The role of the director on a film has an almost infinite number of facets. And any director will have their strengths and weaknesses, elements of the job that they gravitate towards as well as elements they wish to avoid like the plagues. Nevertheless, every director has to go through the same process of bringing a screenplay from the page and onto the screen. They will do that in their own way, with their sensitivity and their taste.
In this second edition of his outstanding book, On Directing, director John Badham, who directed such classic films as Saturday Night Fever, War Games, and more- brings to the page a distillation of a lifetime in the trenches of movie sets that are as wise as they are practical, and as informed as they are crucial.
On directing actors
The first of the five sections of the book is especially insightful: this part deals with the relationship between a director and the actors. As the man who propelled John Travolta to stardom, but also as a veteran of the screen, John Badham is keenly aware of how quickly a relationship between the director and their actors can go awry. The actors carry an enormous responsibility for what is on the screen, and a lack of trust between them and their director will drastically impact the result of what is on the screen. This section is a guide on how to build trust between actors and director, and proves invaluable.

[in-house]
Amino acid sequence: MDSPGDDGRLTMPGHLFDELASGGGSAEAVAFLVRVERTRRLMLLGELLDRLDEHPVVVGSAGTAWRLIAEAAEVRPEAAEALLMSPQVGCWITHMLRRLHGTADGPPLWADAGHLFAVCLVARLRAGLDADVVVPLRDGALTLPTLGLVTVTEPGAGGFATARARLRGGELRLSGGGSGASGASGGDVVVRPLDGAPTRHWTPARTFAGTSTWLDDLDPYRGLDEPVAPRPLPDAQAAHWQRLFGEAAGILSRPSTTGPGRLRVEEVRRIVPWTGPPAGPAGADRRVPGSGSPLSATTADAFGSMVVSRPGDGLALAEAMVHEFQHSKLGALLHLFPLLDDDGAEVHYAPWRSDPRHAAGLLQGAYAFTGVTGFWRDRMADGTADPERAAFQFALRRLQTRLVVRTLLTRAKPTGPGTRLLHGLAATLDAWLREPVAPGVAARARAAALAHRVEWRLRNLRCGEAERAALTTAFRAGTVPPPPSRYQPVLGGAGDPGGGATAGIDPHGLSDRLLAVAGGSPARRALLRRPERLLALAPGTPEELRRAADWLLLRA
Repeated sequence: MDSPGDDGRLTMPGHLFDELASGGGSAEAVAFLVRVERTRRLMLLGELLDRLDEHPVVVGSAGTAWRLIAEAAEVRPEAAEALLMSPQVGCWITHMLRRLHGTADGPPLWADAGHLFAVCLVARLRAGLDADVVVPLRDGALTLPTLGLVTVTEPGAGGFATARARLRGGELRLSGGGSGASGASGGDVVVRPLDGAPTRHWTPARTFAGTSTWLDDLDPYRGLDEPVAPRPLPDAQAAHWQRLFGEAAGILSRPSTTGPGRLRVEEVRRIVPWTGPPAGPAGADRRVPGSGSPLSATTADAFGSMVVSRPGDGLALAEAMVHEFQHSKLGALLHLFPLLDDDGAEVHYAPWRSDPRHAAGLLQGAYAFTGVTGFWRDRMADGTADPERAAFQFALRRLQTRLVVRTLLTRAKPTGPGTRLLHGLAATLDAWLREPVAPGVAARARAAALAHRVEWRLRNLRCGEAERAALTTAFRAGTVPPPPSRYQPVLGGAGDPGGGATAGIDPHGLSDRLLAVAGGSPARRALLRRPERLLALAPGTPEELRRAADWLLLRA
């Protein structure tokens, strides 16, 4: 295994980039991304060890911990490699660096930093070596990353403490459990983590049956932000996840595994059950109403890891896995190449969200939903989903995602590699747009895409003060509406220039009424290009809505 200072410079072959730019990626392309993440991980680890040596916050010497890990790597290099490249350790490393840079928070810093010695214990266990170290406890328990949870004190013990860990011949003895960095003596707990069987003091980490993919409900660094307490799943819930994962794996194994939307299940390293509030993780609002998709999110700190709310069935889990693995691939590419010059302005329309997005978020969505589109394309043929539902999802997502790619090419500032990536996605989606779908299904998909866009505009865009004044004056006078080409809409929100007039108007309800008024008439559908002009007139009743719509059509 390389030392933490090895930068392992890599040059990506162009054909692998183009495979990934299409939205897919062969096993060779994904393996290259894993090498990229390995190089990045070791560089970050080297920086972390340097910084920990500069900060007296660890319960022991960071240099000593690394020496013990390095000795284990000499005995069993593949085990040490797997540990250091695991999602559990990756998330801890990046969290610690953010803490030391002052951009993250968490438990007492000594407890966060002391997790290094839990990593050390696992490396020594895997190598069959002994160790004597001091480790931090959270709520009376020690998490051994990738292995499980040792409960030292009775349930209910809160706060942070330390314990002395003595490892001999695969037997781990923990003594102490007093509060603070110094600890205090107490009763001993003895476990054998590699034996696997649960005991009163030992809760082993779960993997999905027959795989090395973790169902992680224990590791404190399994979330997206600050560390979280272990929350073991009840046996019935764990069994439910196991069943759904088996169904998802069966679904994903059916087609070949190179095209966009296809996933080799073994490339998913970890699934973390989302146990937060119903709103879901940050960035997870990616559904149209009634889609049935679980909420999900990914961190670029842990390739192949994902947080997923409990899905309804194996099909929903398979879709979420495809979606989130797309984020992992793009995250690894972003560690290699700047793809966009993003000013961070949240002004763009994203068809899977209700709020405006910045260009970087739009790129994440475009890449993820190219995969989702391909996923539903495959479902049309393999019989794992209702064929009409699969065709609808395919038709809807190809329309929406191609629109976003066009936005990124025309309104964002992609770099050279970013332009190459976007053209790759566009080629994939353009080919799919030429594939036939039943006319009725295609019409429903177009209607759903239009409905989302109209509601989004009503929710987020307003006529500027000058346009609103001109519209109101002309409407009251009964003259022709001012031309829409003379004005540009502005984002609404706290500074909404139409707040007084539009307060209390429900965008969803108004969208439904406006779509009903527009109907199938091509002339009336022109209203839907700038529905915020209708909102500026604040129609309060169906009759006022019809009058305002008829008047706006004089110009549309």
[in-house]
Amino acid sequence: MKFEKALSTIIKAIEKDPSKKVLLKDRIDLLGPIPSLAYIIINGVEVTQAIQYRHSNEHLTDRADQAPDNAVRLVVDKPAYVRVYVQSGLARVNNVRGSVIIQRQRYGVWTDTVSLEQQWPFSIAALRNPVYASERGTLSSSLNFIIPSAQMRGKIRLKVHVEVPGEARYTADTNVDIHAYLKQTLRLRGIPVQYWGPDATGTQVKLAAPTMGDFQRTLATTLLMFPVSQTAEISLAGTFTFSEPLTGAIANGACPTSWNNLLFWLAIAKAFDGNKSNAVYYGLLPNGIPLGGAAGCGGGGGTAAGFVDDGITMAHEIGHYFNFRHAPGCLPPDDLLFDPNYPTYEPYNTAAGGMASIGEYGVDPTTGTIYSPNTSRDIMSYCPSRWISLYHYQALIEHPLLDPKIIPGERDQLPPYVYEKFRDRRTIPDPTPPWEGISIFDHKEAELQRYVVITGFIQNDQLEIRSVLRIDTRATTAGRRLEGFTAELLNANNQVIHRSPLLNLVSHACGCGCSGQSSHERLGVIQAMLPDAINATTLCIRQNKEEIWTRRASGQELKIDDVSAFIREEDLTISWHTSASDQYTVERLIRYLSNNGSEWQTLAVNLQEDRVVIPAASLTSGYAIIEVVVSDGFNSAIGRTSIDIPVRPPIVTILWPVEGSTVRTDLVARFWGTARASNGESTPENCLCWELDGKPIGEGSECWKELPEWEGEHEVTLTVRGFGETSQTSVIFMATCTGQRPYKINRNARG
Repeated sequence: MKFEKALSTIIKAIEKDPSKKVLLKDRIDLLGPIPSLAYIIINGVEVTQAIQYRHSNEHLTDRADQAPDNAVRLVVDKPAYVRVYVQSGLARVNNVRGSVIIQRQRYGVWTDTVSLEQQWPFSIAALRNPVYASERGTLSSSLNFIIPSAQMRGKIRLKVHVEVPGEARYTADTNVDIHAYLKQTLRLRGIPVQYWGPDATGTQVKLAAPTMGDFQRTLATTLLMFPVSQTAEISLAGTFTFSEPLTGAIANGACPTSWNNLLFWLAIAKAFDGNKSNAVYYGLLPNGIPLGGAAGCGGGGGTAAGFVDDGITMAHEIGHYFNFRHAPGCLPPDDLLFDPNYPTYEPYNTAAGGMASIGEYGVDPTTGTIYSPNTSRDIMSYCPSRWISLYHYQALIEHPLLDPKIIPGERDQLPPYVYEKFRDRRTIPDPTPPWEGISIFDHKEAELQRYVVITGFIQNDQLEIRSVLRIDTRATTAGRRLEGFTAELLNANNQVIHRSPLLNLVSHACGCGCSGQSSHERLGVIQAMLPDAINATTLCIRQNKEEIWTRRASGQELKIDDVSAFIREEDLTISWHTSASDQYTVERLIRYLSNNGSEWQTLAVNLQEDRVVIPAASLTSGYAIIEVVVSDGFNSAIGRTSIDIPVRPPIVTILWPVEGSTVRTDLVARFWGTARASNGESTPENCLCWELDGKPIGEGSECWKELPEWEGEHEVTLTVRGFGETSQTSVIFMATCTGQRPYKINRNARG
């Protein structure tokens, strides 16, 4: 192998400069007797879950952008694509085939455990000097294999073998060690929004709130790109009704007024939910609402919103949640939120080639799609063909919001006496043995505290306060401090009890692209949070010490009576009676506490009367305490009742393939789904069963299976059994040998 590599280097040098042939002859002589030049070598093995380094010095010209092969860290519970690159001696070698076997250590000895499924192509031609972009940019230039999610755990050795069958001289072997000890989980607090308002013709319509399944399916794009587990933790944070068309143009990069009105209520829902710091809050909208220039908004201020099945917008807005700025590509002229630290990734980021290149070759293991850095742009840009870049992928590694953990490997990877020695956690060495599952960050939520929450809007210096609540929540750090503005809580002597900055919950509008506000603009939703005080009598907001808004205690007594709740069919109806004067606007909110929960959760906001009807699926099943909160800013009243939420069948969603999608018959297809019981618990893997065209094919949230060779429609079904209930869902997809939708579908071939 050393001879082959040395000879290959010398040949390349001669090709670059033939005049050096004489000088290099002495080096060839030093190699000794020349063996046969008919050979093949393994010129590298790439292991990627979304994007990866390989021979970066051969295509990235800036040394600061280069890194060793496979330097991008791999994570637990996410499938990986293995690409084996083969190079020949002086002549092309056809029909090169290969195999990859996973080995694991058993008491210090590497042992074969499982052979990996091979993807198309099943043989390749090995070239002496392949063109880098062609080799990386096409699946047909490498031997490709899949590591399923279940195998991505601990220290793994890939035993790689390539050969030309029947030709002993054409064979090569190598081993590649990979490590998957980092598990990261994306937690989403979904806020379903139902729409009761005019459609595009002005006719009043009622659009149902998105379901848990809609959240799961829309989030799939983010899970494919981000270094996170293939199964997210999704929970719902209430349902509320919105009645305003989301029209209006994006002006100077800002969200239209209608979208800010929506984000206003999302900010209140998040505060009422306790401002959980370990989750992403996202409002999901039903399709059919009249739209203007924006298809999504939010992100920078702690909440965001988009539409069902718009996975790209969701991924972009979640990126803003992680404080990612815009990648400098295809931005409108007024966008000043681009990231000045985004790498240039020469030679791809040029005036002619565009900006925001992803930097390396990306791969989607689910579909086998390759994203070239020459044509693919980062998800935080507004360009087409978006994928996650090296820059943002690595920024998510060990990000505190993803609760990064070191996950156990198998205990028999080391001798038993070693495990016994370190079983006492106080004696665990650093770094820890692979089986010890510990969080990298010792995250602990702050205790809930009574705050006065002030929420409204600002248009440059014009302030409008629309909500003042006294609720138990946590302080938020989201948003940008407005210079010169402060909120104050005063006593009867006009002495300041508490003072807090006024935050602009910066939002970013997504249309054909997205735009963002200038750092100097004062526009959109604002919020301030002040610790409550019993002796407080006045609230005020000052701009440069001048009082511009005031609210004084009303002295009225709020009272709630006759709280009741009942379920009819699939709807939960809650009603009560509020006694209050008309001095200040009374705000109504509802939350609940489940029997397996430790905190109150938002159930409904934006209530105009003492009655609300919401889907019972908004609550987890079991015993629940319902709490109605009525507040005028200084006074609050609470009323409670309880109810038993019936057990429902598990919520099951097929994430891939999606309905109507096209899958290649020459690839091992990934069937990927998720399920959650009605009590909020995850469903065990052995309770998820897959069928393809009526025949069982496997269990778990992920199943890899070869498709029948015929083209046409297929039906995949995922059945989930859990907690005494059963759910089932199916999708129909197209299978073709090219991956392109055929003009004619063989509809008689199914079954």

Principles and not lessons
As a perennial student of filmmaking and occasional teacher, I close up entirely when a book or a class turns into a full-on “lesson”. As an experienced practitioner as well as a professor of film, the author knows to stay in the territory that keeps engaging the reader. He beckons you over, opens the hood and explains the mechanics and the process. He lets you know why things work as they do, and what strategies have proven their usefulness when things go awry. You get the essence of what the craft is all about -the art, only you can provide.
In this second edition, John Badham adds a chapter on episodic content, and its particular challenges. While the process of directing on set can remain essentially similar to a film set, in the new golden age of television that we are currently experiencing, highlighting what to do and how to survive in this specific environment is especially indispensable.
There is nothing like hearing the experience of someone who has spent a lifetime in the trenches. From such an illustrious career, John Badham probably has stories to tell, but wisely steers clear from this and dedicates his book on what directing actually is: it is a craft that can be taught, and an art that can’t be taught and can only be recognised when you see it. Therefore, probably knowing all too well the elusive nature of a successful directorial effort, he has pared down what he has to transmit to wise, practical, and ingenious principles that should be taken to heart.